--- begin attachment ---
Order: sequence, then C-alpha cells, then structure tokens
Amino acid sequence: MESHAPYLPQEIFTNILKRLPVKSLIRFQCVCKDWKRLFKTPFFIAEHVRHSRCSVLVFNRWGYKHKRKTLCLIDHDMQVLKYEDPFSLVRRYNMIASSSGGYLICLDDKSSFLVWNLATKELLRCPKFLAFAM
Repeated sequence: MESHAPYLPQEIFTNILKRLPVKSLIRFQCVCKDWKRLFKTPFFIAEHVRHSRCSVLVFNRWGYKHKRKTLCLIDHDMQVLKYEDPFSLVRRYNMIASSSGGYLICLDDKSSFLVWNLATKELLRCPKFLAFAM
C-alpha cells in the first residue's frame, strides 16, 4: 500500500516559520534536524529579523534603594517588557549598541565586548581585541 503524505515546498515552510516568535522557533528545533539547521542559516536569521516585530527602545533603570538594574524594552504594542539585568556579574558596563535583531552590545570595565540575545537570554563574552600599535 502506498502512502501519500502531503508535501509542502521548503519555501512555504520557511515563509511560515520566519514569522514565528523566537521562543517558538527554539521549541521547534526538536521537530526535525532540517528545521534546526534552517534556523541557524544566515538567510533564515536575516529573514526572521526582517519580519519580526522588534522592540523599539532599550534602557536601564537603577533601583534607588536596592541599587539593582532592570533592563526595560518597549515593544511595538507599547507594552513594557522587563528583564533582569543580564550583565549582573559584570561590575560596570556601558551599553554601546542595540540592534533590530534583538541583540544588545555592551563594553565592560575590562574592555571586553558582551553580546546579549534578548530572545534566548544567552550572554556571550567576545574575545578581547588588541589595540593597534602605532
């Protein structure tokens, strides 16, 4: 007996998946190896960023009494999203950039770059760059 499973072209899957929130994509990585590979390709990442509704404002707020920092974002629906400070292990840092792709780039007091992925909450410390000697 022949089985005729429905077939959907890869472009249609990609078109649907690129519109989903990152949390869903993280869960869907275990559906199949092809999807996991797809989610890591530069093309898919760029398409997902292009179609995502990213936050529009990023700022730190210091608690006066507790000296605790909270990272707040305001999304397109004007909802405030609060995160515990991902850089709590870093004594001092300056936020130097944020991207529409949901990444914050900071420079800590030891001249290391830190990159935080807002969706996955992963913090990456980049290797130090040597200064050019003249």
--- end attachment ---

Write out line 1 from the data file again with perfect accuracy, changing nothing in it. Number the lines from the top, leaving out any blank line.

Order: sequence, then C-alpha cells, then structure tokens